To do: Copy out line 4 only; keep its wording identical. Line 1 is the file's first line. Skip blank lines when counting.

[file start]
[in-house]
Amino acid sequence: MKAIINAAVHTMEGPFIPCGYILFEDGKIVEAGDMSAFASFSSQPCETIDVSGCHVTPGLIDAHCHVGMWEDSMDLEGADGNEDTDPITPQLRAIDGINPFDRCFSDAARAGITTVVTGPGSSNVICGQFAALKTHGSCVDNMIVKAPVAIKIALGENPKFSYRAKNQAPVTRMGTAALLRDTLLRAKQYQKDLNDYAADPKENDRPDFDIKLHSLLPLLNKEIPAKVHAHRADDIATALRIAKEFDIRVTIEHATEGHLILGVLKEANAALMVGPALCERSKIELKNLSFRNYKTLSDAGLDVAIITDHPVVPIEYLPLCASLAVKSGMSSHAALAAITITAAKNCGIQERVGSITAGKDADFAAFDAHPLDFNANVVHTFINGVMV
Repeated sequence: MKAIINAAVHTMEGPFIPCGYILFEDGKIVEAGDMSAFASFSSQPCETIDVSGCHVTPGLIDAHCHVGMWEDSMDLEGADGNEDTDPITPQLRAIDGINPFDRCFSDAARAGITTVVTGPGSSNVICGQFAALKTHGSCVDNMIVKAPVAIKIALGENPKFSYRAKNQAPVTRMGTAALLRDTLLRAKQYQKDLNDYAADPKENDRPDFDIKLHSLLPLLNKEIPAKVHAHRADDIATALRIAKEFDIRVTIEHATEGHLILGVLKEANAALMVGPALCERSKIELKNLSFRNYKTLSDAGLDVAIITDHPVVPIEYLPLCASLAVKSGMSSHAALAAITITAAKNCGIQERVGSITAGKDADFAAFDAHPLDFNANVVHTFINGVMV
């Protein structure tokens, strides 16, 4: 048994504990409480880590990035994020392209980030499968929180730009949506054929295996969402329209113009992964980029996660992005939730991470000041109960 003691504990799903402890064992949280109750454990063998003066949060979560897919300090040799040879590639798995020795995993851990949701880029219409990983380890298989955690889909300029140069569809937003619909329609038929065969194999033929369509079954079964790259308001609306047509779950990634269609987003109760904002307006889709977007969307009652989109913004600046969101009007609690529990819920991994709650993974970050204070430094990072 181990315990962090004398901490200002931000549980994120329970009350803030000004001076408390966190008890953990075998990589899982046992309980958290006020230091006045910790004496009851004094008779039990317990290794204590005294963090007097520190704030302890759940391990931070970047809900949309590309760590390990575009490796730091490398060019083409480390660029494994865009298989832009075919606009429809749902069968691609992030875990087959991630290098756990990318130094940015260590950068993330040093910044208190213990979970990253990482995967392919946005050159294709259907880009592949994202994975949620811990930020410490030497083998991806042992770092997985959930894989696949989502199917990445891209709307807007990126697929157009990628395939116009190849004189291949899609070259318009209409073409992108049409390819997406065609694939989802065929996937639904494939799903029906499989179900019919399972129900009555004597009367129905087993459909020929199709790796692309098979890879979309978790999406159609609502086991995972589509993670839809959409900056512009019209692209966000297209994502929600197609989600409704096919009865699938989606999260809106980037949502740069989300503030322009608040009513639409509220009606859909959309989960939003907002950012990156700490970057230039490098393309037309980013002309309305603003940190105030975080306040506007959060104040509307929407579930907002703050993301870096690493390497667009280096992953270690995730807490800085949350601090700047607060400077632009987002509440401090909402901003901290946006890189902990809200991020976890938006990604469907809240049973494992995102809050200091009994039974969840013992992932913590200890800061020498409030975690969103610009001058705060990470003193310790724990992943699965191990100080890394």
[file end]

């Protein structure tokens, strides 16, 4: 048994504990409480880590990035994020392209980030499968929180730009949506054929295996969402329209113009992964980029996660992005939730991470000041109960 003691504990799903402890064992949280109750454990063998003066949060979560897919300090040799040879590639798995020795995993851990949701880029219409990983380890298989955690889909300029140069569809937003619909329609038929065969194999033929369509079954079964790259308001609306047509779950990634269609987003109760904002307006889709977007969307009652989109913004600046969101009007609690529990819920991994709650993974970050204070430094990072 181990315990962090004398901490200002931000549980994120329970009350803030000004001076408390966190008890953990075998990589899982046992309980958290006020230091006045910790004496009851004094008779039990317990290794204590005294963090007097520190704030302890759940391990931070970047809900949309590309760590390990575009490796730091490398060019083409480390660029494994865009298989832009075919606009429809749902069968691609992030875990087959991630290098756990990318130094940015260590950068993330040093910044208190213990979970990253990482995967392919946005050159294709259907880009592949994202994975949620811990930020410490030497083998991806042992770092997985959930894989696949989502199917990445891209709307807007990126697929157009990628395939116009190849004189291949899609070259318009209409073409992108049409390819997406065609694939989802065929996937639904494939799903029906499989179900019919399972129900009555004597009367129905087993459909020929199709790796692309098979890879979309978790999406159609609502086991995972589509993670839809959409900056512009019209692209966000297209994502929600197609989600409704096919009865699938989606999260809106980037949502740069989300503030322009608040009513639409509220009606859909959309989960939003907002950012990156700490970057230039490098393309037309980013002309309305603003940190105030975080306040506007959060104040509307929407579930907002703050993301870096690493390497667009280096992953270690995730807490800085949350601090700047607060400077632009987002509440401090909402901003901290946006890189902990809200991020976890938006990604469907809240049973494992995102809050200091009994039974969840013992992932913590200890800061020498409030975690969103610009001058705060990470003193310790724990992943699965191990100080890394």